(pic when available)
 

42: Still Angry after All these Years (2)  

 
  first broadcast:
Tuesday, November 02, 2004

15:45
Radio 4

presenter:  
Clare Jenkins
producer: Clare Jenkins   
A series looking backwards, not in anger but in sober reflection, and forwards, in a variety of moods, as five writers - creators of the 1950s and 60s 'angry young men' - contemplate their home towns, and find out what, and who, has changed.
(pic when available)
 

41: Still Angry after All these Years (1)  

 
  first broadcast:
Monday, November 01, 2004

15:45
Radio 4

presenter:  
Clare Jenkins
producer: Clare Jenkins   
A series looking backwards, not in anger but in sober reflection, and forwards, in a variety of moods, as five writers - creators of the 1950s and 60s 'angry young men' - contemplate their home towns, and find out what, and who, has changed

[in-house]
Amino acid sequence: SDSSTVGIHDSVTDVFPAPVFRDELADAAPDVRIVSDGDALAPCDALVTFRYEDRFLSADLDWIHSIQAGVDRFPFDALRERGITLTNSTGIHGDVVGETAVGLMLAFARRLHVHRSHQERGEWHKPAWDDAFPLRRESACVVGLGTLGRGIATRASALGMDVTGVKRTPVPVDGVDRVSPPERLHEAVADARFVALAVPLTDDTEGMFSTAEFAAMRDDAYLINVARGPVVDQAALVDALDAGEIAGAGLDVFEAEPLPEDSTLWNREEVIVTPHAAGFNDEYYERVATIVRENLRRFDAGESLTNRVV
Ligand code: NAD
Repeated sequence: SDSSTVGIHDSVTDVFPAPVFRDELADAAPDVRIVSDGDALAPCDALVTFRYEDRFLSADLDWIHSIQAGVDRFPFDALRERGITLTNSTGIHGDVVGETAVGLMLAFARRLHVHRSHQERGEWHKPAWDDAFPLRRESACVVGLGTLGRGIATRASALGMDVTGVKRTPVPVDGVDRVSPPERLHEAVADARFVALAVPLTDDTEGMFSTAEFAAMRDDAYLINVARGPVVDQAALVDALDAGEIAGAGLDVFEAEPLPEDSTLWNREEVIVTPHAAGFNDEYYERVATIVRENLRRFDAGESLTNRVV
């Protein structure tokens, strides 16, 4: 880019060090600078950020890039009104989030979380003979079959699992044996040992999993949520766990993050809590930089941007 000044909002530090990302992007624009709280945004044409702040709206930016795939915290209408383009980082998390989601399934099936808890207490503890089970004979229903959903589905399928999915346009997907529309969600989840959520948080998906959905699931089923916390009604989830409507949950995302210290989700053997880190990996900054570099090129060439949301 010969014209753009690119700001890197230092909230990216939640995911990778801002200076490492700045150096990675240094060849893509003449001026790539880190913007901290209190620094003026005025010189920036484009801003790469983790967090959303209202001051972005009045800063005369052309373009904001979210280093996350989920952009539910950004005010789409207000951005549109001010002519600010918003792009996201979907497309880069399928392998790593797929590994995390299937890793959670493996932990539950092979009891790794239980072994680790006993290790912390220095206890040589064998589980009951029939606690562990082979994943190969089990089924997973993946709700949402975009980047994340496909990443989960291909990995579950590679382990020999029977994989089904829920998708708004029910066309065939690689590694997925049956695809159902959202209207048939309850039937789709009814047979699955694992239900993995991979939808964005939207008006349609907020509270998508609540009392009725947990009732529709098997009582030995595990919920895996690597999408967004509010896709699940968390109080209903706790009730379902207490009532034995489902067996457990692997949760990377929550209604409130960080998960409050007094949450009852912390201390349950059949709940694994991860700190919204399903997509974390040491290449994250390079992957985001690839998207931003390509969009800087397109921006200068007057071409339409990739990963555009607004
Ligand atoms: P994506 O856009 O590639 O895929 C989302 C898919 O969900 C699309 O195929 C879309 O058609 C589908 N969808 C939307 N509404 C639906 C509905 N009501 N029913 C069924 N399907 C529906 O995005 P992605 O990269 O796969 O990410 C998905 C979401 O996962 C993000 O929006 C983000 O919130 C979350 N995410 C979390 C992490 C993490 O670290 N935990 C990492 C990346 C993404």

(pic when available)
 

40: Red Games  

 
  first broadcast:
Friday, August 13, 2004

11:00
Radio 4

presenter:  
Mark Whitaker
producer: Mark Whitaker   
The International Olympic Committee has done its best to portray the 'official' Olympics as the only Games on offer since 1896. Not so. Between the wars rival 'Workers Olympics' attracted more athletes and more spectators. They were the centrepieces of the socialist sports movement that thrived across Europe, and which regarded the Olympic Games as a propaganda tool of aristocrats, business leaders and the far right. Using testimony from some who took part, this programme retrieves a lost chapter in the political history of sport.
(pic when available)
 

39: Borrowers and Lenders  

 
  first broadcast:
Saturday, May 22, 2004

15:30
Radio 4

presenter:  
Clare Jenkins
producer: Janet Graves   
Birmingham Central Library is so ugly it's been described as looking like a place that incinerates books, instead of housing them. But to its five thousand daily visitors it's a treasure. This is the inside story of the busiest building in Birmgham told by the lenders and borrowers of some of the most important collections in Europe. And not before time. The library stands in the way of a billion pound redevelopment plan for the centre of Birmingham and is to be demolished. This programme captures the voice of a library's community before it is lost.